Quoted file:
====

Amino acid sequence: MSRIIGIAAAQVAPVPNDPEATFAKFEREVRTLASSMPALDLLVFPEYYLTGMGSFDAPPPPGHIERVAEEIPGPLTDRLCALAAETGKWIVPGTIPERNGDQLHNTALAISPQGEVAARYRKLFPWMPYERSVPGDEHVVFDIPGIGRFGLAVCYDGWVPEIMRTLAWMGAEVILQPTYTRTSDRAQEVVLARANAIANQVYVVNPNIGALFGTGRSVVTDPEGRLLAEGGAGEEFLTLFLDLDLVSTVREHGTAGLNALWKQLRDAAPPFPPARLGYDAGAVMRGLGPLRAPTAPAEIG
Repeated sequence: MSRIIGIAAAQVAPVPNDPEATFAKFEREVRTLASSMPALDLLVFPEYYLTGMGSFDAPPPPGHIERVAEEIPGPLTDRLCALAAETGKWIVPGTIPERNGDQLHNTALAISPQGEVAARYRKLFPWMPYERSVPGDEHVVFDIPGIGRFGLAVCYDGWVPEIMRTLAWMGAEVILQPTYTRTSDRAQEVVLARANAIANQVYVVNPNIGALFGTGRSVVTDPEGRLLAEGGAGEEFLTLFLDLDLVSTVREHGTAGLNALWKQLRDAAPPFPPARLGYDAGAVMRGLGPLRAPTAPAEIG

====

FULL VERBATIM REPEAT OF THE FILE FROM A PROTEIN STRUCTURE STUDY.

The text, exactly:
Amino acid sequence: MSRIIGIAAAQVAPVPNDPEATFAKFEREVRTLASSMPALDLLVFPEYYLTGMGSFDAPPPPGHIERVAEEIPGPLTDRLCALAAETGKWIVPGTIPERNGDQLHNTALAISPQGEVAARYRKLFPWMPYERSVPGDEHVVFDIPGIGRFGLAVCYDGWVPEIMRTLAWMGAEVILQPTYTRTSDRAQEVVLARANAIANQVYVVNPNIGALFGTGRSVVTDPEGRLLAEGGAGEEFLTLFLDLDLVSTVREHGTAGLNALWKQLRDAAPPFPPARLGYDAGAVMRGLGPLRAPTAPAEIG
Repeated sequence: MSRIIGIAAAQVAPVPNDPEATFAKFEREVRTLASSMPALDLLVFPEYYLTGMGSFDAPPPPGHIERVAEEIPGPLTDRLCALAAETGKWIVPGTIPERNGDQLHNTALAISPQGEVAARYRKLFPWMPYERSVPGDEHVVFDIPGIGRFGLAVCYDGWVPEIMRTLAWMGAEVILQPTYTRTSDRAQEVVLARANAIANQVYVVNPNIGALFGTGRSVVTDPEGRLLAEGGAGEEFLTLFLDLDLVSTVREHGTAGLNALWKQLRDAAPPFPPARLGYDAGAVMRGLGPLRAPTAPAEIG